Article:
6. Sustainability SUSTAINABLE DEVELOPMENT Development that meets the needs of the present without compromising the ability of future generations to meet their own needs (The Brundtland Commission,1987) SUSTAINABLE BUILDINGS A “Cradle-to-Cradle” Approach
  7. Working Principles
  8. Application of Sustainability Pre-Design On-Site Design Construction O&M Material Selection Building Program Project Budget Team Selection Partnering Project Schedule Laws, Codes & Standards Research Site Selection Site Analysis & Assessment Site Development & Layout Watershed Management & Conservation Site Material & Equipment Environmentally Conscious Construction Preservation of Features & Vegetation Waste Mgmt IAQ Issues Source Control Practices Passive Solar Design Materials & Specification Indoor Air Quality Maintenance Plans Indoor Quality Energy Efficiency Resource Efficiency Renovation Housekeeping & Custodial Practices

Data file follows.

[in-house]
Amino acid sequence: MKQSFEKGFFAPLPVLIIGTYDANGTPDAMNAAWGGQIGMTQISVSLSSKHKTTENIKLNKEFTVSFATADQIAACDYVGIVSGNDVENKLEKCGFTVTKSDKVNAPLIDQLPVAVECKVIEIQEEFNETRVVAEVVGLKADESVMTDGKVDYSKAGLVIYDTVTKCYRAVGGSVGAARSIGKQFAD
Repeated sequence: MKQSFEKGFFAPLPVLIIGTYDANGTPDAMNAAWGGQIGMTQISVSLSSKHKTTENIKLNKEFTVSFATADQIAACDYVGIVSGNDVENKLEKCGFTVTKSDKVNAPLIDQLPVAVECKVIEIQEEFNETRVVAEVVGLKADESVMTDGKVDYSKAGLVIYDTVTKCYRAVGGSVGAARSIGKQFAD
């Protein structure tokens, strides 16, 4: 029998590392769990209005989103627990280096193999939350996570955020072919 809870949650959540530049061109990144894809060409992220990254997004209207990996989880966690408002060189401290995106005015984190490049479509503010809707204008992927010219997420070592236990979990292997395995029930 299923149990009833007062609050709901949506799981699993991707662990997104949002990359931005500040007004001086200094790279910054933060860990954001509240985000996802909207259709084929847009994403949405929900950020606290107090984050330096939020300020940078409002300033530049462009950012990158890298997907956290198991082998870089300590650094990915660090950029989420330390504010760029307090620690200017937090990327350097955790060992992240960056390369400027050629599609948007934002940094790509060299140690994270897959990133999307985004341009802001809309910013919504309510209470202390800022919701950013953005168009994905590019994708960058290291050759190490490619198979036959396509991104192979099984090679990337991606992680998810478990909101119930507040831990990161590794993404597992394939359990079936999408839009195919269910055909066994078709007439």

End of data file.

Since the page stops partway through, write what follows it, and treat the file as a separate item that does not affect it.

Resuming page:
9. Application of Sustainability – A Superior Technology
  10. Effect of Sustainability
  11. Best Building Form Solar & Energy Efficient Design Improved Indoor Air Quality Usage of Green Materials Proper Mechanical Systems Efficient Lighting Proper Testing & Maintenance Advanced Features of a Sustainable Building
  12. Green Materials  Materials, production, use and disposal must be safe for the planet. Most of the materials have specific range of conditions in which they best work  Sustainable building materials have the following features: • Durable and easily maintained • Less processing required • Low odor • Low emitting • Cost-effective • Aesthetic